Much the same thing can be said about Dyesol's alliance with Pilkington in the BIPV glass business. And when, in late 2010, Dyesol and Umicore signed a letter of intent for Umicore to develop, produce, scale, and market ruthenium-based dyes and other metallic-based chemicals for DSC, it was yet another sign that large and influential companies are willing to risk getting into the DSC space.
Future Applications for DSC
In the analysis we stress the big opportunity for DSC right now is to make the transition from small solar chargers and consumer items to BIPV. However, we believe that there are other applications from which DSC will be able to generate worthwhile revenues.
The power of signs: The development of DSC is of great interest to some segments of the signage market, especially as DSC becomes longer-lived and more stable when exposed to the elements. The segments where DSC is most likely to succeed are those for smaller, low-powered signs and for signs that need to be powered by indoor ambient light. And the largest segment of the signage market open to DSC is in small indoor retail displays such as electronic shelf labels and other point-of-purchase displays.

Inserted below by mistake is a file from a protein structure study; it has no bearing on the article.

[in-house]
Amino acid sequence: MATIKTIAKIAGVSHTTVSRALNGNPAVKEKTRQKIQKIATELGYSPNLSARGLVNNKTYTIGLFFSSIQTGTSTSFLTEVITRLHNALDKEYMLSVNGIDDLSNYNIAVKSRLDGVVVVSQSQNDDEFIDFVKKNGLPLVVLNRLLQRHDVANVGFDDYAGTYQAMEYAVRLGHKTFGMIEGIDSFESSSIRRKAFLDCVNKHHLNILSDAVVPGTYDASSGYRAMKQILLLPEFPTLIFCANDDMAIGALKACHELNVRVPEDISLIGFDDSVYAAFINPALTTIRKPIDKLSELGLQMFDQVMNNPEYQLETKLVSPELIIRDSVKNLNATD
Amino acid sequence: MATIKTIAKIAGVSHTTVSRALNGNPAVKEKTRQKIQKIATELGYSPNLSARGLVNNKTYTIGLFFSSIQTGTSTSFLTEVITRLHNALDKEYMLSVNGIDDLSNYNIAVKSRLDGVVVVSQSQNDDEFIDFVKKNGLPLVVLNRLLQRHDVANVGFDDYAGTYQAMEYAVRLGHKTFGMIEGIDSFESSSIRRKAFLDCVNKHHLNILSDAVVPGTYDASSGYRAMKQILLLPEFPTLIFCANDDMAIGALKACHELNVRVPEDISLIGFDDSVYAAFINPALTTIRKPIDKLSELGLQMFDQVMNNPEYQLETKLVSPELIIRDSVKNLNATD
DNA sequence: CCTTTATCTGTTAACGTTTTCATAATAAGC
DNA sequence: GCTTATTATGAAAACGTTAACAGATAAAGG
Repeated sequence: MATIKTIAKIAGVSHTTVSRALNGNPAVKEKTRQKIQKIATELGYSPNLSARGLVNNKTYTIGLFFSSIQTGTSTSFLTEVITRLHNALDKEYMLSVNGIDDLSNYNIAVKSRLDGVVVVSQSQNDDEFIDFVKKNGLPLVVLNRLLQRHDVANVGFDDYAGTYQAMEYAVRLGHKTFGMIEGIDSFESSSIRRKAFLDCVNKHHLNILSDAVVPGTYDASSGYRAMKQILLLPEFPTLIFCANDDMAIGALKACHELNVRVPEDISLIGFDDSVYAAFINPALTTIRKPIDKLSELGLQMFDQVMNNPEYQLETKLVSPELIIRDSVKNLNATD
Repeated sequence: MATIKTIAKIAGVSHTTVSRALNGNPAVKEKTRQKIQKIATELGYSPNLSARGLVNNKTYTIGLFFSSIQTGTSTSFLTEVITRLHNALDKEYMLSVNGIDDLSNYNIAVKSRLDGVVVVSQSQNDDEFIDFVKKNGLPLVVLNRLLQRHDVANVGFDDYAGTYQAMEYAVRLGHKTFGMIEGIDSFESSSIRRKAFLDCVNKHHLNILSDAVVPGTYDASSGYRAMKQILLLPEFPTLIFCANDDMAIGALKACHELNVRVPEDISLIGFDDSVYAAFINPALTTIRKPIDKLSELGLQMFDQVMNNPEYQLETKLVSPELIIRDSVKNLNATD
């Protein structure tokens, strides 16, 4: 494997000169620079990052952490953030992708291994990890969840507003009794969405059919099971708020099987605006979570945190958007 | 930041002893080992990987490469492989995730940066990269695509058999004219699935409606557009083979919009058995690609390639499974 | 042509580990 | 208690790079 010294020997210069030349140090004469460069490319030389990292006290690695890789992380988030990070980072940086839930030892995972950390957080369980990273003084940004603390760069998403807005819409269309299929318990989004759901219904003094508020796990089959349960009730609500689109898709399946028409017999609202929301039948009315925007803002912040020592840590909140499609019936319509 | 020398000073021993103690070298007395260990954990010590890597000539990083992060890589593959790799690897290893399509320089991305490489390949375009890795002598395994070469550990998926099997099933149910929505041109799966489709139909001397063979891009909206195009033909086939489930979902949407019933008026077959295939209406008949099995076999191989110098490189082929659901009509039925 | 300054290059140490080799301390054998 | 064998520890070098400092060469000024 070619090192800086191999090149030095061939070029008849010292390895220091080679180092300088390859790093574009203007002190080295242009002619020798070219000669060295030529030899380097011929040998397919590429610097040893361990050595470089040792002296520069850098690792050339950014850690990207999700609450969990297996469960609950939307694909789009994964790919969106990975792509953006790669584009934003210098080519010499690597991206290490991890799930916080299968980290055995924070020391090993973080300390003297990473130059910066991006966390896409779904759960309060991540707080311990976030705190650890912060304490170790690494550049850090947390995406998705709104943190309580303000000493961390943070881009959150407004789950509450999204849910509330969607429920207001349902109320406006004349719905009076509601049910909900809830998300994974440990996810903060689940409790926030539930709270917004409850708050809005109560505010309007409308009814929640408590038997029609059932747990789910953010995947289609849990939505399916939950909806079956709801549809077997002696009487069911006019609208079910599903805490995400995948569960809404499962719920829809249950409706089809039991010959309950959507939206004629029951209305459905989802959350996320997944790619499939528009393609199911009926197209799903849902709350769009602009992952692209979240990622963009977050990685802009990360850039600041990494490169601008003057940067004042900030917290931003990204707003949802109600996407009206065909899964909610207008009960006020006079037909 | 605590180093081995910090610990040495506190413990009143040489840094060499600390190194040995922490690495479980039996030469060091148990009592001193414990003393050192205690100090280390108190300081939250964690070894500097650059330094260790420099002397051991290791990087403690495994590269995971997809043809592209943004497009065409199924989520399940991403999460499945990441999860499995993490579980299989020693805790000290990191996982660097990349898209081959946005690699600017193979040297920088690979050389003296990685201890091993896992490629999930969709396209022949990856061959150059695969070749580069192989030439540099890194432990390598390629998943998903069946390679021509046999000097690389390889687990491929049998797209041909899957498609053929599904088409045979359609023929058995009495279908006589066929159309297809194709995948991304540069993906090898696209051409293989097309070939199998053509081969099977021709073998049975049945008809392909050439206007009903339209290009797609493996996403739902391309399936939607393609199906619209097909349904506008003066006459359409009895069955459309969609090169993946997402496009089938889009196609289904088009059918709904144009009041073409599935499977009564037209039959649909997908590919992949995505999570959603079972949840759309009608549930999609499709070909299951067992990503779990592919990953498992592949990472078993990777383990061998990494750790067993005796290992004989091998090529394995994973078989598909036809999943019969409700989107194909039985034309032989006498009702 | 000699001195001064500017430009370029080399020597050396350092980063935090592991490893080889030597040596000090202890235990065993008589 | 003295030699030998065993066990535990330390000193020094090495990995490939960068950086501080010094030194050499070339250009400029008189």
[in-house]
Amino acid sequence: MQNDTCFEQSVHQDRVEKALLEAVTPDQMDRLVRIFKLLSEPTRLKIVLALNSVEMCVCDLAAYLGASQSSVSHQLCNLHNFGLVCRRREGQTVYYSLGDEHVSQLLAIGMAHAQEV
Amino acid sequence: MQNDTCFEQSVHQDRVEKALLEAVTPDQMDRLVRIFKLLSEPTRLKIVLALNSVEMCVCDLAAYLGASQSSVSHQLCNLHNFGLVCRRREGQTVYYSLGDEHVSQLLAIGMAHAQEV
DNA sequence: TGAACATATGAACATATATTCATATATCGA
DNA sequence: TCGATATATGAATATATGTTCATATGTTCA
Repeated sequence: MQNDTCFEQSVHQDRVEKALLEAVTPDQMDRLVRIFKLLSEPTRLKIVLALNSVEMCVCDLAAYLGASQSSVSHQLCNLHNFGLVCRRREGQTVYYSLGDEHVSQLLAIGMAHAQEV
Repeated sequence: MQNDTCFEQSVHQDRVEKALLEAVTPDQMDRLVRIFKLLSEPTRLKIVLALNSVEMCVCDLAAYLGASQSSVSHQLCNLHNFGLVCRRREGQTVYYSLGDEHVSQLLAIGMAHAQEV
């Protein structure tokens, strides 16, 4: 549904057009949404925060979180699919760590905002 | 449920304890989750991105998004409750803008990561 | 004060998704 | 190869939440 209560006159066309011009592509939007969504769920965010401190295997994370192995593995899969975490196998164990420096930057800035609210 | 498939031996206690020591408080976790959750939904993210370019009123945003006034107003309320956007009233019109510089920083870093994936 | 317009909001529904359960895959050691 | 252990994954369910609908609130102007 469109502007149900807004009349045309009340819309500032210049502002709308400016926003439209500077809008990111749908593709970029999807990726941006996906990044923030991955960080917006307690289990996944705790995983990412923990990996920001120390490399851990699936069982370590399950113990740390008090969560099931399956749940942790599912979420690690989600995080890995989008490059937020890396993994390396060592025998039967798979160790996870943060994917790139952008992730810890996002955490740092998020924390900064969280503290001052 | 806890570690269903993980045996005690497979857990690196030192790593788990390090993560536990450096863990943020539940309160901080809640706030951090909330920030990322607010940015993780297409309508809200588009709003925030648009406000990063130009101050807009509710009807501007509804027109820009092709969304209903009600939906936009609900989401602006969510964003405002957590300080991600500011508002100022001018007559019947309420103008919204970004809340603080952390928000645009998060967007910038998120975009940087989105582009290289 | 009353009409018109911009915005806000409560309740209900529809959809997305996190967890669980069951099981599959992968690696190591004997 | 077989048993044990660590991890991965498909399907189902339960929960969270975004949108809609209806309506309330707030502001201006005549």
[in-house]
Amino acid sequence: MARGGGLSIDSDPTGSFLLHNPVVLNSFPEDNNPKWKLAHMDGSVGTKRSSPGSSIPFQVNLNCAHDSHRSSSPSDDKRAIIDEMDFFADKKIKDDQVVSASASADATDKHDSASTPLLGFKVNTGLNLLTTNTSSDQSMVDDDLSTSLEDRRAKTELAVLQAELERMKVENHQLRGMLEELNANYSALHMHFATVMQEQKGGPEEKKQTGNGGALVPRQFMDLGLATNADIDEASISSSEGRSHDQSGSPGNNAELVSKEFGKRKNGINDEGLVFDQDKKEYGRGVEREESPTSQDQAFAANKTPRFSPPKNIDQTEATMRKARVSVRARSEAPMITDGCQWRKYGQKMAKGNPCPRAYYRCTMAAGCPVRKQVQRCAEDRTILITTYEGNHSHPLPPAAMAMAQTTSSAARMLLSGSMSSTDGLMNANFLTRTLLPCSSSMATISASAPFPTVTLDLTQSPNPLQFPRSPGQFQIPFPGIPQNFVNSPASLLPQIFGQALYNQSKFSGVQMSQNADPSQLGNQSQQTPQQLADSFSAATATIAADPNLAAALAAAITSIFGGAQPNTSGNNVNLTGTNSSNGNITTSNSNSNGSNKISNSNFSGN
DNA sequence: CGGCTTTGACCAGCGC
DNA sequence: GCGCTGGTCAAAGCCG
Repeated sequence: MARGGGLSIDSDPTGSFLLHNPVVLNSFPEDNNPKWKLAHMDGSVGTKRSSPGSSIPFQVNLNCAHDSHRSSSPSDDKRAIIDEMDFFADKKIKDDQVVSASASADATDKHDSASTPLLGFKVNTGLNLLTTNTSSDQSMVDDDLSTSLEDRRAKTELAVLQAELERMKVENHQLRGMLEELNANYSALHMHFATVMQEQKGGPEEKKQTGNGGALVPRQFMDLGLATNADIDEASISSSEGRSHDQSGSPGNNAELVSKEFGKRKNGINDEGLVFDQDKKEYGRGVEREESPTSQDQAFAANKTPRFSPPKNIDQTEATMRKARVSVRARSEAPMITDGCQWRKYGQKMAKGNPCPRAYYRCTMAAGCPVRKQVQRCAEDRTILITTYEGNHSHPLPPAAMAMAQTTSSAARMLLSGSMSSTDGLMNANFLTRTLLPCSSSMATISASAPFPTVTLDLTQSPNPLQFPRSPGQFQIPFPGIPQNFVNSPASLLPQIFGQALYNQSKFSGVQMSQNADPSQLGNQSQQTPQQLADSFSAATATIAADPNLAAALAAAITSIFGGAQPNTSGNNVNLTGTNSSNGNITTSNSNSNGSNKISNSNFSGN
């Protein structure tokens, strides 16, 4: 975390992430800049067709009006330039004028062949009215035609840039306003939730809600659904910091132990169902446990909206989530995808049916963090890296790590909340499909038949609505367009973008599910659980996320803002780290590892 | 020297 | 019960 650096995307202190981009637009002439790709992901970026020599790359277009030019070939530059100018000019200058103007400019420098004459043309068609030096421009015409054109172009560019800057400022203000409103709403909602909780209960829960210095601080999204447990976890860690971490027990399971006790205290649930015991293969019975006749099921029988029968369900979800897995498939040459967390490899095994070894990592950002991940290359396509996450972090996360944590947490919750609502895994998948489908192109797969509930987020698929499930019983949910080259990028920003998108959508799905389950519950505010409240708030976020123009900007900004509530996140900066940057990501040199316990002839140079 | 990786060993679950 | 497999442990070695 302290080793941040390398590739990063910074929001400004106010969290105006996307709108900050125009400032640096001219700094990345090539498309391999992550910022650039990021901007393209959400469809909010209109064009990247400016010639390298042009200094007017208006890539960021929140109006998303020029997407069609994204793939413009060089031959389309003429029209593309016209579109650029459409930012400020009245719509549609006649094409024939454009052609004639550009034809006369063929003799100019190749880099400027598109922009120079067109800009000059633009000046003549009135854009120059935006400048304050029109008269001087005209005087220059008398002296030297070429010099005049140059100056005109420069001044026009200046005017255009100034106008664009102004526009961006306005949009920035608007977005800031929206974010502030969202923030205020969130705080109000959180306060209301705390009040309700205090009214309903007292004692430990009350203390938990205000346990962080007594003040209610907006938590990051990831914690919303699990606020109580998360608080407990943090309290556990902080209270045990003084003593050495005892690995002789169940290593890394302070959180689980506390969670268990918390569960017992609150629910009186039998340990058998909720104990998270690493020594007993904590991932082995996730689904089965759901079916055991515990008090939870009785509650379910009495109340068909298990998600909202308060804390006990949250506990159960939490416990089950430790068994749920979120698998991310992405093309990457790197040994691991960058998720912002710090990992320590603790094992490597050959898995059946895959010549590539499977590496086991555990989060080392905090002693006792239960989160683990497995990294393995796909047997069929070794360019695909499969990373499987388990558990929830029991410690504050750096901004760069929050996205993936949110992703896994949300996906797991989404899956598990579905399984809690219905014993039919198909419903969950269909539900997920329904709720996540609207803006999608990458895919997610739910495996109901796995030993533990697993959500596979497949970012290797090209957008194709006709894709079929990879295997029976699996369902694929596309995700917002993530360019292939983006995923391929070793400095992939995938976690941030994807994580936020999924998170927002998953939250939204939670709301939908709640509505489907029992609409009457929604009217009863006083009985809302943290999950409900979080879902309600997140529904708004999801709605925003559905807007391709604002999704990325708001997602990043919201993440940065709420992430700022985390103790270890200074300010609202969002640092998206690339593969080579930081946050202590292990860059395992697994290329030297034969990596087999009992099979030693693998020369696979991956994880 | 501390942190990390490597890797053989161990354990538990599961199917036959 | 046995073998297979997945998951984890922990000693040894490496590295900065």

PV anywhere: textiles, clothing and tarps: Current flexible PV products are still rather stiff in comparison to most textiles and fabrics; when applied to textiles they generally form an attached "module" that is more rigid than the rest of the fabric. This is how PV-powered, flexible products like tents and umbrellas are currently formed. Softer modules would obviously make for more versatile PV textiles, and this is a closer opportunity for DSC (and OPV) than for the inorganic thin-films.
PV-powered clothing-for charging devices or with other kinds of electronic functionality—seems likely to be the largest application, and a generation of flexible PV-powered bags or flexible "skins" could also emerge. Also likely is the emergence of a new, compact form of emergency power; PV panels that can be folded and stored until they are needed.
Other applications: In mentions by some DSC firms, NanoMarkets sees the beginnings of other applications. Dyesol is working with BAE on "flexible products for surveillance," suggesting a future role of DSC in large-area sensors. SolarPrint is also planning DSC power for sensors.
And both Dyesol and SolarPrint are looking at ways that DSC could be sold into the automotive area. In particular, SolarPrint entered a €3-million project with Fiat in July 2010, funded by the European Commission, to develop DSC-powered rooftop integrated panels for automobiles.
More information can be found in the report “Dye Sensitized Cells: Materials, Applications and Opportunites - 2011” by NanoMarkets.